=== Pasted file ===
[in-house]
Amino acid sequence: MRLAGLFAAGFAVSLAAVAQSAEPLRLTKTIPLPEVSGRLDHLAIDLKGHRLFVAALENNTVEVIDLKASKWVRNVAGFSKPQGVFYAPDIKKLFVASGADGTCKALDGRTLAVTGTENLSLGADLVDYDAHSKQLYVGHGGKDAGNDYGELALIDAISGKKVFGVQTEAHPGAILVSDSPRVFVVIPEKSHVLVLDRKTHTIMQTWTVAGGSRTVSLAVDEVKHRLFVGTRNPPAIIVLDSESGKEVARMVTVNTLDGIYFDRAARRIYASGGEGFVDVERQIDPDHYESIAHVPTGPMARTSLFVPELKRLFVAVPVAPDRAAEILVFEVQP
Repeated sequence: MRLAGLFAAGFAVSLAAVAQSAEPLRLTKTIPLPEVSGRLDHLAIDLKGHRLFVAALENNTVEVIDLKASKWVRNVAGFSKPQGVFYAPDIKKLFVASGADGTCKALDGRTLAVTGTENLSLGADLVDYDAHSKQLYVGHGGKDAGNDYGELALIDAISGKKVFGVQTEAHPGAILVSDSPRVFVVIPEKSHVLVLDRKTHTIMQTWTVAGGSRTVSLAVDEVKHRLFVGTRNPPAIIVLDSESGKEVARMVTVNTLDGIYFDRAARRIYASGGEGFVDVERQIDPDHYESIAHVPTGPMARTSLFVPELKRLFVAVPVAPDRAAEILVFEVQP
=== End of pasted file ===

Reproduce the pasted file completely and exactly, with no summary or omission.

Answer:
[in-house]
Amino acid sequence: MRLAGLFAAGFAVSLAAVAQSAEPLRLTKTIPLPEVSGRLDHLAIDLKGHRLFVAALENNTVEVIDLKASKWVRNVAGFSKPQGVFYAPDIKKLFVASGADGTCKALDGRTLAVTGTENLSLGADLVDYDAHSKQLYVGHGGKDAGNDYGELALIDAISGKKVFGVQTEAHPGAILVSDSPRVFVVIPEKSHVLVLDRKTHTIMQTWTVAGGSRTVSLAVDEVKHRLFVGTRNPPAIIVLDSESGKEVARMVTVNTLDGIYFDRAARRIYASGGEGFVDVERQIDPDHYESIAHVPTGPMARTSLFVPELKRLFVAVPVAPDRAAEILVFEVQP
Repeated sequence: MRLAGLFAAGFAVSLAAVAQSAEPLRLTKTIPLPEVSGRLDHLAIDLKGHRLFVAALENNTVEVIDLKASKWVRNVAGFSKPQGVFYAPDIKKLFVASGADGTCKALDGRTLAVTGTENLSLGADLVDYDAHSKQLYVGHGGKDAGNDYGELALIDAISGKKVFGVQTEAHPGAILVSDSPRVFVVIPEKSHVLVLDRKTHTIMQTWTVAGGSRTVSLAVDEVKHRLFVGTRNPPAIIVLDSESGKEVARMVTVNTLDGIYFDRAARRIYASGGEGFVDVERQIDPDHYESIAHVPTGPMARTSLFVPELKRLFVAVPVAPDRAAEILVFEVQP